Inflammatory acne, also called acne vulgaris, is when your skin becomes swollen and inflamed as well as having spots. It’s more severe than non-inflammatory acne. Your skin gets inflamed when bacteria infect blocked follicles. The bacteria feed on the sebum and dead skin cells and spread through your skin. Inflammation happens as your body fights the infection. The deeper the infection gets into your skin the more painful the acne spots become, and the harder it is to fight them.
These are raised spots that are often pink to red, and tender to the touch. They occur when the walls around follicles break down and the bacterial infection spreads out into the surrounding skin, meaning papules are usually bigger than blackheads and whiteheads.
As with non-inflammatory acne, topical retinoids can be used to tackle papules, but you can also try using products which contain benzoyl-peroxide (usually creams and gels) which can be bought over-the-counter from pharmacies. The benzoyl-peroxide dries the skin, kills the bacteria, and can reduce inflammation too. You can also use prescription antibiotics, often as topical creams, to help fight the bacterial infection, such as treclin (clindamycin + tretinoin) gel.
These are papules which are filled with pus, which is the yellow/white fluid that builds up when your body fights an infection (pus is mostly made of dead white-blood cells). Pustules look similar to papules but have a white or yellow head on top where pus is near the surface of the skin.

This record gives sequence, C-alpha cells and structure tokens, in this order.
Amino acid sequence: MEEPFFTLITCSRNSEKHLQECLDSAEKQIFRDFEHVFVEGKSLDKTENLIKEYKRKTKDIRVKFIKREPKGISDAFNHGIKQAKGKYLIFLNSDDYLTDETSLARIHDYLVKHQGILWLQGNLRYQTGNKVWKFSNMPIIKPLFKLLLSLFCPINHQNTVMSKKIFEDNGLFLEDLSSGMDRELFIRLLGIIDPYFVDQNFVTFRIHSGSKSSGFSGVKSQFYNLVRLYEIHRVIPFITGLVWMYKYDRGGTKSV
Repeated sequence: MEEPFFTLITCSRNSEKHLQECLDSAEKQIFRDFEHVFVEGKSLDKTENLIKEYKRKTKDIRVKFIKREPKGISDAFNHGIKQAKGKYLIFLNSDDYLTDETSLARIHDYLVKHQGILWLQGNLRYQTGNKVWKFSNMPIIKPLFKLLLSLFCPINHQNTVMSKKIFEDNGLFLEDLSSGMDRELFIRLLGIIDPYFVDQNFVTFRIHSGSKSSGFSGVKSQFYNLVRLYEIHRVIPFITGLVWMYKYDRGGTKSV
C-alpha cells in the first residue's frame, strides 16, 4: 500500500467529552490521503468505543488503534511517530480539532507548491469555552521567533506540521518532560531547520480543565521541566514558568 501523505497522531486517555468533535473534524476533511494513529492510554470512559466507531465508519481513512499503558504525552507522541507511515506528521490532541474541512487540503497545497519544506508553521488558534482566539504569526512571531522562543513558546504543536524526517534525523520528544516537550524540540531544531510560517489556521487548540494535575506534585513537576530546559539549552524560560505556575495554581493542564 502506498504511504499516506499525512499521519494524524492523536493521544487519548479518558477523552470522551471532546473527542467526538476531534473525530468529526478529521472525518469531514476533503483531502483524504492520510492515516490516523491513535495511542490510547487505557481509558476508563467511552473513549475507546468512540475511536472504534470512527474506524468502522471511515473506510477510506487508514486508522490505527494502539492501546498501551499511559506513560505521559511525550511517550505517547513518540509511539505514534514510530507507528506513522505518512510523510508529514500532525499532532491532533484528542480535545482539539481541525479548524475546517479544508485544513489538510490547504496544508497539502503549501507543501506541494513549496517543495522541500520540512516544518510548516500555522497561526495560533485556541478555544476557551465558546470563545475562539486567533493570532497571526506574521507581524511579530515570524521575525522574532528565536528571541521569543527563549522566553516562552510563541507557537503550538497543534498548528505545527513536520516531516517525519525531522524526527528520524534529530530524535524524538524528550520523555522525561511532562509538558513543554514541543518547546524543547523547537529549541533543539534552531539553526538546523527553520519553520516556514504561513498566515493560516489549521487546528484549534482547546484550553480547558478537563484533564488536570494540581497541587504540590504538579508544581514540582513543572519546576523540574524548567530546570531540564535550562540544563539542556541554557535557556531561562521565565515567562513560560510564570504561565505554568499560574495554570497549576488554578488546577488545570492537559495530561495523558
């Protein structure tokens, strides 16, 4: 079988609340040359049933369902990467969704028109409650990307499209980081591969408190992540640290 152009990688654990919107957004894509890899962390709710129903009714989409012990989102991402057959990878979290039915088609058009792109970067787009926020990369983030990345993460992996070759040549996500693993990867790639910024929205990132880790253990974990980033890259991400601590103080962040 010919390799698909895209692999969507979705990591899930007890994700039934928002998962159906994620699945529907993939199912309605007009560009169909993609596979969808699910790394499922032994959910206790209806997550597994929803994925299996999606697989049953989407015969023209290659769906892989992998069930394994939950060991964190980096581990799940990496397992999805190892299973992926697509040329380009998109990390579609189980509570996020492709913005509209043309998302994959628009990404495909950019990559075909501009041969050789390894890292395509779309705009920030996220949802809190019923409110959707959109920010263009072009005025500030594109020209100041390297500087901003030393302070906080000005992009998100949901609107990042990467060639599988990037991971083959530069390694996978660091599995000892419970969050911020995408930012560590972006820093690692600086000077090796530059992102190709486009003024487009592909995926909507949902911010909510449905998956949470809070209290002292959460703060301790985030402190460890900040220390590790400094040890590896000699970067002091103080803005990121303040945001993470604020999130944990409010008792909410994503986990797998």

Pustules can be treated in the same way as papules, with cleansing products which contain benzoyl-peroxide, with topical retinoids, and with antibiotics.
These look and feel like hard bumps under your skin, and they can be skin-coloured, but are often pink or red, and they’re usually painful to touch. They happen when the infection in a follicle spreads into other follicles and deeper into the skin, causing the spot to grow larger and more inflamed. Nodules are more serious than papules and pustules, are harder to deal with, and can leave scars on the skin.
Because the infection has moved deeper, nodules usually can’t be treated with over-the-counter skin products. You’ll need to use prescription medications which contain antibiotics to deal with the bacterial infection, like treclin gel.
Cysts are similar to nodules in that they form deeper in the skin and can be relatively large, but they tend to contain more pus, so usually have a white or yellow head. Like nodules, they’re harder to deal with and can leave scars on your skin.
Cystic acne is usually treated in the same way as nodules, with prescription medications that contain antibiotics, but in really severe cases cysts can be surgically removed.
You can order an effective prescription medication directly from us called treclin gel which combines retinoids to cleanse and improve your skin, and an antibiotic to fight the bacterial infection (clindamycin). It can be used to treat a range of acne types and is especially suited for fighting more than one kind of acne at a time.
But simply knowing what kind of acne you have is just the first step to tackling it.
Acne can be a tough condition to treat and it can take time to see improvements, sometimes months, even if you’re using the right treatments, so you may have to be patient. And whilst medication is important, it’s only one part of treating acne. You should have a cleansing routine to keep your skin clean and to remove excess sebum and dead skin cells, and you can also try making changes to your diet. Then the improvements should begin.